The First Responder

Thursday, February 3, 2005 February 2005   VOLUME III ISSUE 11  

PEAC-WMD Special Edition

PALMTOP EMERGENCY ACTION FOR CHEMICALS (PEAC)
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[MORE]
Let's take a peek at the PEAC-WMD software.
by S. Bruce King

PEAC Example – Vinyl Chloride


Figure 1 – Vinyl Chloride molecular structure

This month our example is Vinyl Chloride, which has a chemical formula of (C2H3Cl).  Vinyl Chloride is listed under the UN # (United Nations Number) by the US Department of Transportation: UN 1086.  Vinyl Chloride is listed as CAS# (Chemical Abstract Service Number) 75-01-4.  The Vinyl Chloride chemical structure is shown in Figure 1.

Persons exposed only to vinyl chloride gas pose no risk of secondary contamination.  Persons whose clothing or skin is contaminated with pressurized liquid vinyl chloride can secondarily contaminate rescuers by direct contact or through off-gassing of vapor.

At all ambient temperatures, vinyl chloride is an extremely flammable and potentially explosive gas that is heavier than air.  It has a mild, sweet odor, but odor is not an adequate warning of hazardous concentrations.

Inhalation is the major route of vinyl chloride exposure; absorption is rapid and nearly complete.  Gastrointestinal absorption is unlikely as vinyl chloride is a gas at room temperature.  Dermal absorption is negligible.

Description:  At room temperature, Vinyl Chloride is a colorless, highly flammable, potentially explosive gas.  It has a faint sweet odor.  The odor threshold for Vinyl Chloride is about 3,000 ppm in air, depending on the individual.  When confined under high pressure in special containers, Vinyl Chloride exists in a liquefied state.  It is shipped and handled this way.  When burned or heated to a high enough temperature, Vinyl Chloride decomposes to hydrogen chloride, carbon monoxide, carbon dioxide, and traces of phosgene.  Vinyl Chloride should be stored in a cool, dry, well-ventilated location, separate from oxidizing materials and accelerants.  Phenol is often added as a stabilizer.


Sources/Uses: Annual production levels of Vinyl Chloride continue to increase, with 14.98 billion pounds produced in the United States in 1995.  Vinyl Chloride is produced by chlorinating ethylene to produce 1,2-dichloroethane, which is then subjected to high pressures and temperatures.  This causes pyrolysis (thermal cracking) of the 1,2-dichloroethane to produce the Vinyl Chloride monomer.  Most Vinyl Chloride is polymerized to form Polyvinyl Chloride (PVC), a material used to manufacture automotive parts and accessories, furniture, packaging materials, pipes, wall coverings, and wire coatings.  Vinyl Chloride is also used as an intermediate in the production of other chlorinated compounds and as a component in mixed-monomer plastics.  Historically, it was used as a solvent, propellant, and refrigerant, and it was once evaluated as a potential anesthetic.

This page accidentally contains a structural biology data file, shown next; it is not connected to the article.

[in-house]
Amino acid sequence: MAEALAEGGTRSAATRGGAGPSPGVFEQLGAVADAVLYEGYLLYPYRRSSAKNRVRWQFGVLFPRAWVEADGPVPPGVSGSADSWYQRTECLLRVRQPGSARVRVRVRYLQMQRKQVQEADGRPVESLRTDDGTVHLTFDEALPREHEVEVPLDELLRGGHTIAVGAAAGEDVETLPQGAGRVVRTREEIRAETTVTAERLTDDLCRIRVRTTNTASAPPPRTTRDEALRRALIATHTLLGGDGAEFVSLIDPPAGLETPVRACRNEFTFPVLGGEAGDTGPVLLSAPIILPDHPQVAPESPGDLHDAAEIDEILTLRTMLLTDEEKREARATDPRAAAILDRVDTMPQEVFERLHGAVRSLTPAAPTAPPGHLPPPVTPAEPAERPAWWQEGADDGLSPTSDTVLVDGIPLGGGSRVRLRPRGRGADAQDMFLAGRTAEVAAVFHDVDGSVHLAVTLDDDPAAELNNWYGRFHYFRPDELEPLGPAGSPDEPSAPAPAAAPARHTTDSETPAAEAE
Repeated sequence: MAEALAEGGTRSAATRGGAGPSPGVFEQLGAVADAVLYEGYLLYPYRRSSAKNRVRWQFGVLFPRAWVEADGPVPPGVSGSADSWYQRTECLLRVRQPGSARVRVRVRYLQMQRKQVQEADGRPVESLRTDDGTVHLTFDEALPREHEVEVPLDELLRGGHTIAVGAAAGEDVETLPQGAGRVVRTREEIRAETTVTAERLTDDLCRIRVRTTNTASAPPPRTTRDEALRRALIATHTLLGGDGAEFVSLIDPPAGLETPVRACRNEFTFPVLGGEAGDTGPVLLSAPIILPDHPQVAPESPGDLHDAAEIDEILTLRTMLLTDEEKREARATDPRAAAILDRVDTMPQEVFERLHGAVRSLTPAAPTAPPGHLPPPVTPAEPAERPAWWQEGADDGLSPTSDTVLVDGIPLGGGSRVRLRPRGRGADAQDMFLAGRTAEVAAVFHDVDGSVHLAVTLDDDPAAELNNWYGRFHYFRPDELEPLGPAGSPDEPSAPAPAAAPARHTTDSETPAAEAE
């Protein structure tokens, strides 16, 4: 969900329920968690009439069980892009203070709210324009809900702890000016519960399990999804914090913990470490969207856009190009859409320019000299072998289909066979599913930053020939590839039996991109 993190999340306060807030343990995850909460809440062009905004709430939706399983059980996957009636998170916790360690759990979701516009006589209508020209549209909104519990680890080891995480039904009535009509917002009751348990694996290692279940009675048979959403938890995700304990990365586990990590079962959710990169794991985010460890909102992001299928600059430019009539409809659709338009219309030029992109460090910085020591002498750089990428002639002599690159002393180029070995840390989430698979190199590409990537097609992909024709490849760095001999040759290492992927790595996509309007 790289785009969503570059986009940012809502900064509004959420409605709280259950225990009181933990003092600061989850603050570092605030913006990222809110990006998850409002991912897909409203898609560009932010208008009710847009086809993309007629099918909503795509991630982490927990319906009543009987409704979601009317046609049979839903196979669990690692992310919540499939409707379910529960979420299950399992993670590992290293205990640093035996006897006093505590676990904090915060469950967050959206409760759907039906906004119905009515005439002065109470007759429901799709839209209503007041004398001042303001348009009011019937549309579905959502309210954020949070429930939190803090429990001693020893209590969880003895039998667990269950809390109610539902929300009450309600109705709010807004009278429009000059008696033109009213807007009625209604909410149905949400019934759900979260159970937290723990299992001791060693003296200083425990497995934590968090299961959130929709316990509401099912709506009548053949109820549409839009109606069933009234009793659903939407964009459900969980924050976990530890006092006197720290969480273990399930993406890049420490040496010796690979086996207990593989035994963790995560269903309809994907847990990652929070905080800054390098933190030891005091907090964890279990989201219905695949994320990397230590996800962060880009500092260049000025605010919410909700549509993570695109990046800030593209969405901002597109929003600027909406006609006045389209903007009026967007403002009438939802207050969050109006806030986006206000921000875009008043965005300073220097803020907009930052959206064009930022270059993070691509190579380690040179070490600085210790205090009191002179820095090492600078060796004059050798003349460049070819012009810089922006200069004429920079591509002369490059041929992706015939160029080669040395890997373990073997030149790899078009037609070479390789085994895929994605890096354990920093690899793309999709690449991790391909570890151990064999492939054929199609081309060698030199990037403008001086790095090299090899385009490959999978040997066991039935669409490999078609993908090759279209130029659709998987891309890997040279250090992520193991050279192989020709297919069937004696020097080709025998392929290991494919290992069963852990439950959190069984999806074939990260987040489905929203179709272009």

Physical Properties:

Description:
colorless gas with a sweet odor at room temperature; colorless liquid when contained under pressure or cooled.

Warning properties
: inadequate (odor threshold of about 3,000 ppm; varies significantly among individuals)

Boiling point:
7.9 °F (-13.4 °C)

Freezing Point:
-244.8 °F (-153.8 °C) The melting or freezing point value presents an interesting and not infrequent issue that AristaTek has encountered in developing the PEAC‑WMD database of chemical properties.  The melting point as displayed by CDC’s ATSDR, International Programme on Chemical Safety (IPCS) and the CHRIS Manual as shown above, is ‑244.8°F.  Yet in the PEAC‑WMD database the value is listed and displayed as ‑256°F.  The lower value –256°F is found in other references (e.g., the NIOSH Pocket Guide and the University of Akron Department of Chemistry’s Chemical Database).  Usually the values are relatively close but there are some cases where discrepancies of this magnitude do occur.  Nevertheless, as described in the PEAC-WMD User’s Guide, the value shown in the PEAC-WMD database will display the more conservative value of those found in the public domain literature.

Specific gravity: 0.9106 (liquid) at 68 °F (20 °C) (water = 1.00)

Vapor pressure
: 2,530 mm Hg at 68 °F (20 °C)

Vapor density:
2.16 (air = 1.00)

Flammability
: highly flammable and explosive gas; flammability range is 3.6% to 33% (concentration in air)

Flash point:
-108.4 °F (-78 °C)

Synonyms: chloroethene, chloroethylene, 1-chloroethylene, ethylene monochloride, monochloroethylene, monovinyl chloride, MVC, VC, VCM, and vinyl chloride monomer.


Standards and Guidelines:

OSHA PEL (permissible exposure limit) = 1 ppm (averaged over an 8-hour workshift)

NIOSH IDLH (immediately dangerous to life or health) = not yet determined; vinyl chloride is treated as a human carcinogen.

American Industrial Hygiene Association (AIHA) ERPG values